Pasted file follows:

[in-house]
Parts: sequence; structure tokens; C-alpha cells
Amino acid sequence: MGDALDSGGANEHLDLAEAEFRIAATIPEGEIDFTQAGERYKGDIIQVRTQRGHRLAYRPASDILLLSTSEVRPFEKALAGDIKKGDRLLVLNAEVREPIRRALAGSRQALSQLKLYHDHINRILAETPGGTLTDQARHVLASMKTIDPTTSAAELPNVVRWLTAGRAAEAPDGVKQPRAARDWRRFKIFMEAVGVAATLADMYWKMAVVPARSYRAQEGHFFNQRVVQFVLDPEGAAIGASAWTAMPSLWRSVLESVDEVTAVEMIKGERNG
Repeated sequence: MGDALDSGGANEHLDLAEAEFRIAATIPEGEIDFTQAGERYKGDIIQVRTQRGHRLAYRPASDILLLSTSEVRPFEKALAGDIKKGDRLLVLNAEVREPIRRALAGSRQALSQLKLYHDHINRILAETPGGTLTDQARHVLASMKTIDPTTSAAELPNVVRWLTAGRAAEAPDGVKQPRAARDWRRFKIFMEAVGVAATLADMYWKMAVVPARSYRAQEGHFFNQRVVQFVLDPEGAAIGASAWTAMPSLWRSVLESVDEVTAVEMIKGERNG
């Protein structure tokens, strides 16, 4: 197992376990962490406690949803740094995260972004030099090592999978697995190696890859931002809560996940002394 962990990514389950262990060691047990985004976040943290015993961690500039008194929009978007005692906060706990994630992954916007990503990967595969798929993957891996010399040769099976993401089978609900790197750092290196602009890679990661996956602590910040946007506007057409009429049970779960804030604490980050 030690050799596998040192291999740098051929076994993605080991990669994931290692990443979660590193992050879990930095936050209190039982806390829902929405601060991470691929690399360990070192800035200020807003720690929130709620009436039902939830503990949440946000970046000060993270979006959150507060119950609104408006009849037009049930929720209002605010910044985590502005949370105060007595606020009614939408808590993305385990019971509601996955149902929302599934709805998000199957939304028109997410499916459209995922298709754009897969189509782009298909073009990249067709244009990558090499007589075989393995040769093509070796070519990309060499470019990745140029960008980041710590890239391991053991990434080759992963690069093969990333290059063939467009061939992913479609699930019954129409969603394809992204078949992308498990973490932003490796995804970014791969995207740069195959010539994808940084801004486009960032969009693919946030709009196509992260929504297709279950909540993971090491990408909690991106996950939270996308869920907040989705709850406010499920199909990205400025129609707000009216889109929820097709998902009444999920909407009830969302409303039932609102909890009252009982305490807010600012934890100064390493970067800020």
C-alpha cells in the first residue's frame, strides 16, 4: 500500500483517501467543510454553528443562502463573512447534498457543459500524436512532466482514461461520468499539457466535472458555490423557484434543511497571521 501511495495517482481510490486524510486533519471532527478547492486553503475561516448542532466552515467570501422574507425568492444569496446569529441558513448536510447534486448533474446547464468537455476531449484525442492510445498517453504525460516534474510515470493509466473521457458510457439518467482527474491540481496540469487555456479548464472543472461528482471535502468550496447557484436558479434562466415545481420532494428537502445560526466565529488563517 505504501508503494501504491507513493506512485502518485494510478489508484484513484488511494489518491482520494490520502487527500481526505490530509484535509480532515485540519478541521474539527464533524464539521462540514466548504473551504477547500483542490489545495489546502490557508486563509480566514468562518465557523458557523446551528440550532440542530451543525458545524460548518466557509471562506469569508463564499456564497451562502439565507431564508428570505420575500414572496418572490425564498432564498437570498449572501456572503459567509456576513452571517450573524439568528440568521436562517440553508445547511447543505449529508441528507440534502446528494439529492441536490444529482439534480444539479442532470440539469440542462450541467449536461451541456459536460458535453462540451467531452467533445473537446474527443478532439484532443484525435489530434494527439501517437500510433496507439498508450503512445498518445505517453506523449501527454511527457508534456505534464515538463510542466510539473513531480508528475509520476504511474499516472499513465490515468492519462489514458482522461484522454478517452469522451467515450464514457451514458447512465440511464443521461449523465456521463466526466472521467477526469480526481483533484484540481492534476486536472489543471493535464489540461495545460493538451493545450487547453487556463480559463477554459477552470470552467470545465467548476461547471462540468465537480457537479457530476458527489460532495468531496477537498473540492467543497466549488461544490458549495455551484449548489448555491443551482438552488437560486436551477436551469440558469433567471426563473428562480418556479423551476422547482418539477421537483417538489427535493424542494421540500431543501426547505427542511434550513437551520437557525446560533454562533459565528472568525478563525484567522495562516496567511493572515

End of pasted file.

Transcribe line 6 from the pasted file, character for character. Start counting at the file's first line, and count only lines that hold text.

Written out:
C-alpha cells in the first residue's frame, strides 16, 4: 500500500483517501467543510454553528443562502463573512447534498457543459500524436512532466482514461461520468499539457466535472458555490423557484434543511497571521 501511495495517482481510490486524510486533519471532527478547492486553503475561516448542532466552515467570501422574507425568492444569496446569529441558513448536510447534486448533474446547464468537455476531449484525442492510445498517453504525460516534474510515470493509466473521457458510457439518467482527474491540481496540469487555456479548464472543472461528482471535502468550496447557484436558479434562466415545481420532494428537502445560526466565529488563517 505504501508503494501504491507513493506512485502518485494510478489508484484513484488511494489518491482520494490520502487527500481526505490530509484535509480532515485540519478541521474539527464533524464539521462540514466548504473551504477547500483542490489545495489546502490557508486563509480566514468562518465557523458557523446551528440550532440542530451543525458545524460548518466557509471562506469569508463564499456564497451562502439565507431564508428570505420575500414572496418572490425564498432564498437570498449572501456572503459567509456576513452571517450573524439568528440568521436562517440553508445547511447543505449529508441528507440534502446528494439529492441536490444529482439534480444539479442532470440539469440542462450541467449536461451541456459536460458535453462540451467531452467533445473537446474527443478532439484532443484525435489530434494527439501517437500510433496507439498508450503512445498518445505517453506523449501527454511527457508534456505534464515538463510542466510539473513531480508528475509520476504511474499516472499513465490515468492519462489514458482522461484522454478517452469522451467515450464514457451514458447512465440511464443521461449523465456521463466526466472521467477526469480526481483533484484540481492534476486536472489543471493535464489540461495545460493538451493545450487547453487556463480559463477554459477552470470552467470545465467548476461547471462540468465537480457537479457530476458527489460532495468531496477537498473540492467543497466549488461544490458549495455551484449548489448555491443551482438552488437560486436551477436551469440558469433567471426563473428562480418556479423551476422547482418539477421537483417538489427535493424542494421540500431543501426547505427542511434550513437551520437557525446560533454562533459565528472568525478563525484567522495562516496567511493572515